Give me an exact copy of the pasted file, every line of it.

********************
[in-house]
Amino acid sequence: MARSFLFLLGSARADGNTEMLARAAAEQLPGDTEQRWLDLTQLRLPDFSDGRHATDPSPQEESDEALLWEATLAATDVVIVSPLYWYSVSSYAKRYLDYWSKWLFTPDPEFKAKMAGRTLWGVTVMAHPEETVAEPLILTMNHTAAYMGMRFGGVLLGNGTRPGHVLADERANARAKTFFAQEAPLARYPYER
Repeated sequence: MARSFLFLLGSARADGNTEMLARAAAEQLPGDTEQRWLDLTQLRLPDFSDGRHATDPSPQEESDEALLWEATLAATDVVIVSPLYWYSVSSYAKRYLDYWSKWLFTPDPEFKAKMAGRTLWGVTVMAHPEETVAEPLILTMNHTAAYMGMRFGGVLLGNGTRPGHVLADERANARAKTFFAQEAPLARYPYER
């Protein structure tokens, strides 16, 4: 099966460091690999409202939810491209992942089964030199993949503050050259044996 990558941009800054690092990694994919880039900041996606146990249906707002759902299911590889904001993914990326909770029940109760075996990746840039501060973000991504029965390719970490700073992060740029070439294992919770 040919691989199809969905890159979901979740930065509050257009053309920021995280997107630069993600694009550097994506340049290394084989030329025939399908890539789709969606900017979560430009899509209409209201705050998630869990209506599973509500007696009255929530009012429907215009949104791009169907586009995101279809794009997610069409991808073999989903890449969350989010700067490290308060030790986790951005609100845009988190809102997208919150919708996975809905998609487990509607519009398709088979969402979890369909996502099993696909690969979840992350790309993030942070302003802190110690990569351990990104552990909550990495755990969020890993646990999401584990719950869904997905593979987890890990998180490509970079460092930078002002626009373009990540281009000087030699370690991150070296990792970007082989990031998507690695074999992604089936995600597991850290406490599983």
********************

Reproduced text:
[in-house]
Amino acid sequence: MARSFLFLLGSARADGNTEMLARAAAEQLPGDTEQRWLDLTQLRLPDFSDGRHATDPSPQEESDEALLWEATLAATDVVIVSPLYWYSVSSYAKRYLDYWSKWLFTPDPEFKAKMAGRTLWGVTVMAHPEETVAEPLILTMNHTAAYMGMRFGGVLLGNGTRPGHVLADERANARAKTFFAQEAPLARYPYER
Repeated sequence: MARSFLFLLGSARADGNTEMLARAAAEQLPGDTEQRWLDLTQLRLPDFSDGRHATDPSPQEESDEALLWEATLAATDVVIVSPLYWYSVSSYAKRYLDYWSKWLFTPDPEFKAKMAGRTLWGVTVMAHPEETVAEPLILTMNHTAAYMGMRFGGVLLGNGTRPGHVLADERANARAKTFFAQEAPLARYPYER
């Protein structure tokens, strides 16, 4: 099966460091690999409202939810491209992942089964030199993949503050050259044996 990558941009800054690092990694994919880039900041996606146990249906707002759902299911590889904001993914990326909770029940109760075996990746840039501060973000991504029965390719970490700073992060740029070439294992919770 040919691989199809969905890159979901979740930065509050257009053309920021995280997107630069993600694009550097994506340049290394084989030329025939399908890539789709969606900017979560430009899509209409209201705050998630869990209506599973509500007696009255929530009012429907215009949104791009169907586009995101279809794009997610069409991808073999989903890449969350989010700067490290308060030790986790951005609100845009988190809102997208919150919708996975809905998609487990509607519009398709088979969402979890369909996502099993696909690969979840992350790309993030942070302003802190110690990569351990990104552990909550990495755990969020890993646990999401584990719950869904997905593979987890890990998180490509970079460092930078002002626009373009990540281009000087030699370690991150070296990792970007082989990031998507690695074999992604089936995600597991850290406490599983």